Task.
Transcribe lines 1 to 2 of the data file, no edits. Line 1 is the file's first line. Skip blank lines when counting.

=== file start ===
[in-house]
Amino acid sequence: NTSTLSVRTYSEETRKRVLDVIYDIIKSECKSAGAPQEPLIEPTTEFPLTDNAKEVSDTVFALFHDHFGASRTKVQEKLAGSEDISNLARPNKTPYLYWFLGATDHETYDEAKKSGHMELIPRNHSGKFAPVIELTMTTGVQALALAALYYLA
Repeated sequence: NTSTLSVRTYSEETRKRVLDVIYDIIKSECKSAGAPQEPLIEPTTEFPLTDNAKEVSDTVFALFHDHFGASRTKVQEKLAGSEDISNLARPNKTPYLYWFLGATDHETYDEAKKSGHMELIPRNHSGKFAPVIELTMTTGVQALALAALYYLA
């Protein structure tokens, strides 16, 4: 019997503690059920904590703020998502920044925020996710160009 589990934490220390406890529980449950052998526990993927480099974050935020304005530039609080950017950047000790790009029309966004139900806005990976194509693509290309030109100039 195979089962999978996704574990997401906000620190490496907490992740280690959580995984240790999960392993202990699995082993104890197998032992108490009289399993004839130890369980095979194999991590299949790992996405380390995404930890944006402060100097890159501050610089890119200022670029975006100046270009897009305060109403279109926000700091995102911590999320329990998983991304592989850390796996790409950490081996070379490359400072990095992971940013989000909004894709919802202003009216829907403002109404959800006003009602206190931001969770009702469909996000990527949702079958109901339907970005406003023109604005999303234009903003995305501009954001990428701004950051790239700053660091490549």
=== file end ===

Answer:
[in-house]
Amino acid sequence: NTSTLSVRTYSEETRKRVLDVIYDIIKSECKSAGAPQEPLIEPTTEFPLTDNAKEVSDTVFALFHDHFGASRTKVQEKLAGSEDISNLARPNKTPYLYWFLGATDHETYDEAKKSGHMELIPRNHSGKFAPVIELTMTTGVQALALAALYYLA